Author: Dustin Angell
There is a saying that goes, “It’s not like ecology is rocket science… it is much harder.” That facetious phrase reminds us that ecosystems—habitats and the web of life they support—are more complicated than perhaps they seem. Communicating environmental issues can be challenging as well. How do you make something relevant that to many people is… uninteresting? Depressing? Frightening? Challenging? Archbold Biological Station in Venus, FL is turning to the arts to help connect people with science and hoping it can bring out the human side of environmental issues.
“We want to reach new and wider audiences by supporting artists as science and conservation ambassadors,” explains Dr. Hilary Swain, Archbold’s Executive Director. “The last few years we have worked increasingly with artists at the local and state level, cultivated the artistic talents of our staff, and continued to use art in our youth programs.” Some of Archbold’s local art connections include the Museum of Florida Art and Culture MOFAC, the Heartland Cultural Alliance, the Highlands Art League, and a long-standing relationship with the Lake Placid Art League, whose members work with Archbold’s summer camp students. AIRIE, Artists in Residence of the Everglades, has been bringing their awardees for retreats at Archbold for the last three years. Highlands County residents may be familiar with Archbold’s earlier partnership with Mollie Doctrow, former Curator at MOFAC and now retired in California. Others throughout Florida are aware of Archbold long-term collaboration with Carlton Ward Jr., the National Geographic Explorer whose beautiful photographs and adventures have brought attention to Florida’s wildlife corridors.
In November 2019, Archbold’s Director of Education, Dustin Angell was invited to participate in a three-day art and science workshop at the Ringling Museum of Art in Sarasota, facilitated by playwright Chantal Bilodeua. The “Arts and Ecology Incubator” was described in a Ringling press release as, “an intensive workshop for artists, activists, scientists, citizens and educators interested in engaging, or furthering their engagement with, climate change through the arts.”
The Ringling experience motivated Angell, an educator and photographer, to further consider the role of art in addressing environmental challenges. He states, “Science doesn’t fix environmental problems, but is a tool for making informed decisions. People need the chance to process scientific information by relating it to their values and identity. Art provides that experience because it is a direct line to our feelings.”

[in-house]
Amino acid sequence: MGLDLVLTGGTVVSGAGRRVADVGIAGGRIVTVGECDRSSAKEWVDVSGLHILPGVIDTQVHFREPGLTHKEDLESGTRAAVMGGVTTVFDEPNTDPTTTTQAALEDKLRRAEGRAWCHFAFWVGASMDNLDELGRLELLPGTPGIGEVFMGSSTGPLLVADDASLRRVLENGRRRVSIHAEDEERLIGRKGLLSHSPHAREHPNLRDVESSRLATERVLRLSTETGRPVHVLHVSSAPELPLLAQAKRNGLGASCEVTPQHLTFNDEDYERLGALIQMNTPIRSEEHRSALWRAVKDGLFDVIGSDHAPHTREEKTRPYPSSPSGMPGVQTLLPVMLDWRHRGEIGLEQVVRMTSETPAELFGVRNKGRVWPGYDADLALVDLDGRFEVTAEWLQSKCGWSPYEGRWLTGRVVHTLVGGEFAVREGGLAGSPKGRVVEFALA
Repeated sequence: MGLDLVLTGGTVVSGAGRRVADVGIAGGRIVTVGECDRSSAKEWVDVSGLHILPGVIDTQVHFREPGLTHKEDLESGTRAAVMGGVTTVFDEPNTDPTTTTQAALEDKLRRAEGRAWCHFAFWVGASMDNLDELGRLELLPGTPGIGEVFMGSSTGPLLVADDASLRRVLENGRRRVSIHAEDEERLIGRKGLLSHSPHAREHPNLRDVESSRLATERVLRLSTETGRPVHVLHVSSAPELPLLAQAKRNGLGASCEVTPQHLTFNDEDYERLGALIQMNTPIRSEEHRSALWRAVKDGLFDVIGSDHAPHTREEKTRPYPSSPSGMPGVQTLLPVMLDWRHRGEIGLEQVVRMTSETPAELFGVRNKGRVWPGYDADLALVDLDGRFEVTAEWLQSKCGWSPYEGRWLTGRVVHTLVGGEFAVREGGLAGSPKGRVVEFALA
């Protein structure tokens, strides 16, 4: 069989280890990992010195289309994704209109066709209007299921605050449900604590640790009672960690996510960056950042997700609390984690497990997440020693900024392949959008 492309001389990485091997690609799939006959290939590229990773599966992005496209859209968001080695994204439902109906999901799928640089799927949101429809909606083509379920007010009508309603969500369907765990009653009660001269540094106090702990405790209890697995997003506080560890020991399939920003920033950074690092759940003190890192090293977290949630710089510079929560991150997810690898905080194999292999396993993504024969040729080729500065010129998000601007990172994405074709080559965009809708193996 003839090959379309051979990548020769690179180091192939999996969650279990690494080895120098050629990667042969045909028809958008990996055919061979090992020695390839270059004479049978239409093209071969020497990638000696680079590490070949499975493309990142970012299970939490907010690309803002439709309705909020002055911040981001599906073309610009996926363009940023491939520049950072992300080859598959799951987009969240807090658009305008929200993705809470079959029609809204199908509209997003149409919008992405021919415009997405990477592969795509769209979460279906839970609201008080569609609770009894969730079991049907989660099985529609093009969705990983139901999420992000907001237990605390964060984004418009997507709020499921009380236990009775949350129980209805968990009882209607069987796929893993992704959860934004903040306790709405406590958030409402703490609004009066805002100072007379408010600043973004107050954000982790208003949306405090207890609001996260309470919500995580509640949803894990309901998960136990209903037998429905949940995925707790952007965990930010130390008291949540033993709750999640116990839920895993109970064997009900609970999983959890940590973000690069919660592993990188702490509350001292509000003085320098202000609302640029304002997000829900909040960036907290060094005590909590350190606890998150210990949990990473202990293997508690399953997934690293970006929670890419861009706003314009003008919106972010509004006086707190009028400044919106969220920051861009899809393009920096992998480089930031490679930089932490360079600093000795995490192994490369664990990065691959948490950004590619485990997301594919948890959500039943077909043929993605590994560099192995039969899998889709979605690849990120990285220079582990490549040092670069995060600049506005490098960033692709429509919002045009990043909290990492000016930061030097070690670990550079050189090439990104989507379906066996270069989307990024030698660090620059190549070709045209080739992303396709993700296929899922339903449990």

After Angell returned. “I knew that when I got back to work I wanted to try something inspired by the event and outside my comfort zone, even if just to try it first with Archbold staff. I decided to organize a theater event. I was delighted when 20-25 people chose to turn up and participate in the theater evening”.
Climate Change Theatre Action, which happens every two years, uses five-minute plays inspired by environmental topics. Angell learned about it while at the Ringling event. Throughout the USA and internationally, around 275 productions were held to coincide with a 2019 international climate conference in Spain. Each theater venue chose from fifty plays written by fifty different writers from around the world. The tone of the plays ranged from light-hearted to serious.
Archbold staff selected eight plays, picked their parts on the spot, and acted out the scripts together during an informal table read on December 18, 2019. The writers of the selected plays were from the USA, Czech Republic, Iraq, UK, New Zealand, Canada, Australia, and Singapore. The topics of the plays were just as diverse, ranging from talking icebergs, to a magazine’s photo-editing department, and retellings of classic fairy tales.
Bilodeau, the creator of Climate Change Theatre Action, was appreciative of Archbold’s participation at Ringling and in the theater project. “It was very meaningful to have a scientific institution such as the Archbold Biological Station participate in Climate Change Theatre Action. It showed that it is possible to bridge the worlds of arts and sciences in beautiful ways. It is my hope that this kind of cross-pollination can lead to more collaborations between all kinds of institutions in the future.”
Archbold’s Librarian Joe Gentili, who helped organize and participate in the event, valued the chance for staff to discuss climate change in a non-academic atmosphere. He says, “I think we all put real thought into a serious topic and were able to have light-hearted fun at the same time. Maybe it got everyone to think about actionable things they could do themselves going forward.”
Angell says these events showed him a new way to teach science. “I don’t know if we will try this when it comes around again in 2021, but I am now energized for Archbold to provide more arts-based and theater experiences for our visitors and students.”